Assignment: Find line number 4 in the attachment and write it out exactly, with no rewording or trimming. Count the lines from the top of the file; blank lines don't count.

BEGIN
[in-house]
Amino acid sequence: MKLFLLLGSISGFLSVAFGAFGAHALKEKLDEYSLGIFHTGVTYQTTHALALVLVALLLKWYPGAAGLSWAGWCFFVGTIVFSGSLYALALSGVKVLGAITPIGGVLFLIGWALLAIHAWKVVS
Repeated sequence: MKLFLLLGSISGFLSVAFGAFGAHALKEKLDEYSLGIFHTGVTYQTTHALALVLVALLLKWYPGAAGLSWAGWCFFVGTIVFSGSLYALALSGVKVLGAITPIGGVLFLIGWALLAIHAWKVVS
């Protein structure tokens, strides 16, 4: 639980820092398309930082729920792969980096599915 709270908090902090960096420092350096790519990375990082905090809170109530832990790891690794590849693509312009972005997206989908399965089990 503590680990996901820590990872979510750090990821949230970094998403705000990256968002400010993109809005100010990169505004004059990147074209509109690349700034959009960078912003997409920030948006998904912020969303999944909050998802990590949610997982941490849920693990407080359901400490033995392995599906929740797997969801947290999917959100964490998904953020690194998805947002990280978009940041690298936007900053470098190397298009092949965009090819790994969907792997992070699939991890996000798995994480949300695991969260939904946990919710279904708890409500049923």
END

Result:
């Protein structure tokens, strides 16, 4: 639980820092398309930082729920792969980096599915 709270908090902090960096420092350096790519990375990082905090809170109530832990790891690794590849693509312009972005997206989908399965089990 503590680990996901820590990872979510750090990821949230970094998403705000990256968002400010993109809005100010990169505004004059990147074209509109690349700034959009960078912003997409920030948006998904912020969303999944909050998802990590949610997982941490849920693990407080359901400490033995392995599906929740797997969801947290999917959100964490998904953020690194998805947002990280978009940041690298936007900053470098190397298009092949965009090819790994969907792997992070699939991890996000798995994480949300695991969260939904946990919710279904708890409500049923």